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Thursday, November 09, 2006
HOW TO RIDE A BIKE IN THE WINTER
Winter sucks! That's my philosophy anyways, if you're lucky enough to live in the snow belt and want to ride in the snow, read on. I don't snow shoe in the forest, I don't snowboard and I don't ski. I just can't stand winter. My only winter sport is to shovel snow out of my driveway because I'm cheap and it is the only exercise I get in the winter months.
14 years ago, that wasn't the case. I had bought my first brand new bike. It was a store variety cheapo mountain bike with side pull caliper brakes. It wasn't much, but it was a lot better than my old ten speed $15 special from the garage sale. I had moved close to my job at the Fire Department and driving to work was just stupid. I had used the $15 special for the entire summer and I had saved enough cash to buy the new bike. It was in November, by the time I had put the whole thing together that faithful day, wouldn't you know it, it started to snow!
My girlfriend told me that it was too bad I couldn't ride my new bike to work. "No way" I said, "If this thing can climb mountains, it can surely handle a little snow." and that's how 7 straight years of going to work 12 months a year started. This little event also pushed me in the bike repair business, I had to ride in the winter and back then bike shops were closed in the winter. I had to be able to fix my bike myself, so I got educated in the realm of bike repair.
But back to winter riding, this article will be how you can do it for as little money as possible. First thing you need, is a crappy bike. I learned that you must sacrifice a bicycle to the harshness of winter if you don't want to destroy your favorite ride. Winter riding can be hard on you, but your machine is equiped with an exposed drivetrain that has to take a lot of abuse from the elements. In the spring, it won't be pretty. Find an inexpensive bike that you are willing to sacrifice.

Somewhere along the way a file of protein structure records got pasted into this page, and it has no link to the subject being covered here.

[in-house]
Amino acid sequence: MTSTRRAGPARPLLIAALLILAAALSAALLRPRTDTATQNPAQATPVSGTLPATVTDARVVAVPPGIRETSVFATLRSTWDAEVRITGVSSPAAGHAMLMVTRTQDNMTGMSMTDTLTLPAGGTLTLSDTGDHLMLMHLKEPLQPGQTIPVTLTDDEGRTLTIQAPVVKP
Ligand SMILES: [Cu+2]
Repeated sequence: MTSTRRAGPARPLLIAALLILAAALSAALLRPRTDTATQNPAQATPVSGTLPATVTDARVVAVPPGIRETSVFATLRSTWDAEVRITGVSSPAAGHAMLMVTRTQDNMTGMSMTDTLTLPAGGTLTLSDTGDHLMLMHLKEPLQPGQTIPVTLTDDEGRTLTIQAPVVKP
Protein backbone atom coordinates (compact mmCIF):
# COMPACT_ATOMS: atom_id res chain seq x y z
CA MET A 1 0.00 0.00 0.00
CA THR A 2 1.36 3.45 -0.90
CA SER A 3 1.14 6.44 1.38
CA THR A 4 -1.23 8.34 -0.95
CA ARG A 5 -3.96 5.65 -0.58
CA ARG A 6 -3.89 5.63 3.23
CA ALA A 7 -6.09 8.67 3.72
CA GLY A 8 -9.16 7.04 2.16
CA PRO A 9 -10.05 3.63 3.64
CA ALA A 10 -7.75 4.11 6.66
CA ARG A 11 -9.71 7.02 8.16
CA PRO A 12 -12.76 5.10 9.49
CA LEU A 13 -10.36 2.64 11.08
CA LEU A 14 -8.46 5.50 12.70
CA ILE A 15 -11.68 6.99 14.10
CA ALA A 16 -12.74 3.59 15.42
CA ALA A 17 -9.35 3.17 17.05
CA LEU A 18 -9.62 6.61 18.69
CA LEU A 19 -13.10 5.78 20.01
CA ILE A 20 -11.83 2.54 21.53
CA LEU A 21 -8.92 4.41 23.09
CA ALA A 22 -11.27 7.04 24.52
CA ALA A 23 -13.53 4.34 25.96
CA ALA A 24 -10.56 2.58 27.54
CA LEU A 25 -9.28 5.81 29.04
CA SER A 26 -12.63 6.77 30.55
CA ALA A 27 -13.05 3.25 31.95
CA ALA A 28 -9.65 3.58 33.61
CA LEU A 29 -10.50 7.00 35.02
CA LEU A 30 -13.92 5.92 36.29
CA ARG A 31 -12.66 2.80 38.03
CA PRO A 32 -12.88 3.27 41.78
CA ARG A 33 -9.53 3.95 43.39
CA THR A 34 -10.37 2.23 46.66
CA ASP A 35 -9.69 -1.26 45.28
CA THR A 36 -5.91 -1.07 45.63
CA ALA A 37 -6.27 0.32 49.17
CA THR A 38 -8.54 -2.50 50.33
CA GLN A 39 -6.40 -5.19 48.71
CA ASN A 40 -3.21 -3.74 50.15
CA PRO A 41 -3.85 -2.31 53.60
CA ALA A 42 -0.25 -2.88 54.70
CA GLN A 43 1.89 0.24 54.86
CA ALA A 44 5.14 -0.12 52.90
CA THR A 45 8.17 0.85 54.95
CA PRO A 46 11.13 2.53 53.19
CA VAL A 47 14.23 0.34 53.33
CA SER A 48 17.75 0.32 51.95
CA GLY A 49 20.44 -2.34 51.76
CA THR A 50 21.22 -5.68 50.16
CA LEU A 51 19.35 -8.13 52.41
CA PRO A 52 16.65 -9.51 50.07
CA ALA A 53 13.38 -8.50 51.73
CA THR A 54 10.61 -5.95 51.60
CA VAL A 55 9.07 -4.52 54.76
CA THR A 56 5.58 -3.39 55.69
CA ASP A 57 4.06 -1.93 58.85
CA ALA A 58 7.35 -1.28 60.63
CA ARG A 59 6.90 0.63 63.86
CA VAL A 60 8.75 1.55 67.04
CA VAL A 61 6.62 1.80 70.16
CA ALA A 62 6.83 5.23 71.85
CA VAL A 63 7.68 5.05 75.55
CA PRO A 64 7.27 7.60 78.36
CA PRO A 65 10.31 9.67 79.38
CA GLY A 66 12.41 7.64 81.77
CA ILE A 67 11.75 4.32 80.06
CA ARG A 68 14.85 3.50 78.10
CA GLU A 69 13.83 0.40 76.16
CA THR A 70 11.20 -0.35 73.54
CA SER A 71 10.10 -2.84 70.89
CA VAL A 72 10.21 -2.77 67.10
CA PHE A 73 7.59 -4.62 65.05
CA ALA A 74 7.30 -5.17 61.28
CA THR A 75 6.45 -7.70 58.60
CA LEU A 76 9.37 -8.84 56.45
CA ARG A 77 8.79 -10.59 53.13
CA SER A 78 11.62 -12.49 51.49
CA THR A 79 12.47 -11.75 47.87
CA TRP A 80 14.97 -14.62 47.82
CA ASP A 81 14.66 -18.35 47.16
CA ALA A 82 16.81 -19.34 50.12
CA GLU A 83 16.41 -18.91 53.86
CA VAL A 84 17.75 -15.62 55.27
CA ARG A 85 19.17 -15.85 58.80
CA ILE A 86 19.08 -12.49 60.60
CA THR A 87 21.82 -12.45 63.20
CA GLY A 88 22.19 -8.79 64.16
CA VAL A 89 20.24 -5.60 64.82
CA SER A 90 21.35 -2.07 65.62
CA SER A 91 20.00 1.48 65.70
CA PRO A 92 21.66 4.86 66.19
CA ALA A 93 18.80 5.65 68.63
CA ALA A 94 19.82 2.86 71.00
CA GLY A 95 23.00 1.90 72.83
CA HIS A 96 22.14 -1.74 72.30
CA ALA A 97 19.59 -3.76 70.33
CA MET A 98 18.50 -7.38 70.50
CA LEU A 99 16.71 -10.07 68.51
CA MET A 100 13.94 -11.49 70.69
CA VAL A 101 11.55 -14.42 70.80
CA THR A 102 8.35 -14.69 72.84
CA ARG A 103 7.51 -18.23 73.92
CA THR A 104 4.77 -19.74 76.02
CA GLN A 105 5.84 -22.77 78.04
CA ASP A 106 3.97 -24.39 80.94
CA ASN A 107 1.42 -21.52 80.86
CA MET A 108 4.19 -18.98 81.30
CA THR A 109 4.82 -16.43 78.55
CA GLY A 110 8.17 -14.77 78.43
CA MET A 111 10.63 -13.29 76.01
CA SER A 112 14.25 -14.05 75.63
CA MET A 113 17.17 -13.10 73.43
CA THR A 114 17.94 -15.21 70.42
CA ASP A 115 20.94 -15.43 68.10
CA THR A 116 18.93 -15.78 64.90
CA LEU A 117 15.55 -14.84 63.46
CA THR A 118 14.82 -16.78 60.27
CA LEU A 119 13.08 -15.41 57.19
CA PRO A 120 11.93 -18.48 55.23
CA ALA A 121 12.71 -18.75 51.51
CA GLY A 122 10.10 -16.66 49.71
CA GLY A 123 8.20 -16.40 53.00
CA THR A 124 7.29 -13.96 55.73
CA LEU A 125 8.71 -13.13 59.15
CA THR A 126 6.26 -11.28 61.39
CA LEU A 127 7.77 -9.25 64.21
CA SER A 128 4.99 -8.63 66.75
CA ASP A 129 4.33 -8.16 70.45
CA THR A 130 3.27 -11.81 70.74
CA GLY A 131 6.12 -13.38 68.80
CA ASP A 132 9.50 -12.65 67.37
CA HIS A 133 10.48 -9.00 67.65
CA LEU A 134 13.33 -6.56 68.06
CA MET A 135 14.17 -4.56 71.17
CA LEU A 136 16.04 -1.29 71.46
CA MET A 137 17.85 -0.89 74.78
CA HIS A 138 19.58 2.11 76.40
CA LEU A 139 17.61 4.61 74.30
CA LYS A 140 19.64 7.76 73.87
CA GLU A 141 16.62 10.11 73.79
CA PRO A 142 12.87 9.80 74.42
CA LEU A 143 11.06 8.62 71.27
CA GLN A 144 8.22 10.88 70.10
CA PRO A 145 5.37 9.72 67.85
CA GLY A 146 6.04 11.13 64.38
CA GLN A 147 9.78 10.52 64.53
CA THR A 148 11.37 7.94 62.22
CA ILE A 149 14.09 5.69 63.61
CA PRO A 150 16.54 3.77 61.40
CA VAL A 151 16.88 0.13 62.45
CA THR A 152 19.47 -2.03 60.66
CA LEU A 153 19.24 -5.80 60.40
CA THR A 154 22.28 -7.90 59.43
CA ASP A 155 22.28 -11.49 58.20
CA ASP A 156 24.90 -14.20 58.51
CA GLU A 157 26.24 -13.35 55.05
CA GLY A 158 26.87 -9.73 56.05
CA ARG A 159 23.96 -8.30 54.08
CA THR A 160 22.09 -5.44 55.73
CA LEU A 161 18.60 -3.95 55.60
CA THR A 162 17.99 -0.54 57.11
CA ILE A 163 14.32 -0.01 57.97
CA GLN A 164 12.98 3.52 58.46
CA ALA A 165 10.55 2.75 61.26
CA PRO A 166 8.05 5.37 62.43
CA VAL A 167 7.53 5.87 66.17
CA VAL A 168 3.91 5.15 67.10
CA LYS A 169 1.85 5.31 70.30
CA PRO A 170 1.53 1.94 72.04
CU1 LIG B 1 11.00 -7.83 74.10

Like I said, the bike you will use to ride in the snow will not have an easy life and its drivetrain will suffer damage even if you are careful. Choose a bike that you don't mind trashing, buy a cheap used one or find one in the trash. Avoid curved racer handlebars, you need to be upright and having an aerodynamic riding position is the least of your concerns.
You will need to put fenders and a rack on that bike. Nothing is worst than riding in cold weather with a wet butt, just make sure that you have plenty of clearance between those fenders and your tires to prevent snow to get packed in there. The rack is necessary to carry your stuff. You need all your skills in snow riding and a backpack will influence your body movements. Put all your gear on the bike so that your body is free to move without any interference.
Big debate here, chains, studs, knobby, skinny, anything goes and I tried most of them. The main problem in the winter is road conditions. Snow and ice are your main enemies. You would need a specific tire for each condition, but that's not really practical.
I never liked skinny tires since they don't seem to grab well in the snow. I have always used a set of mountain bike knobby tires with the tire pressure down 10 lbs from the prescribed maximum. They are good at eliminating snow build-up on the thread and are decent in most conditions.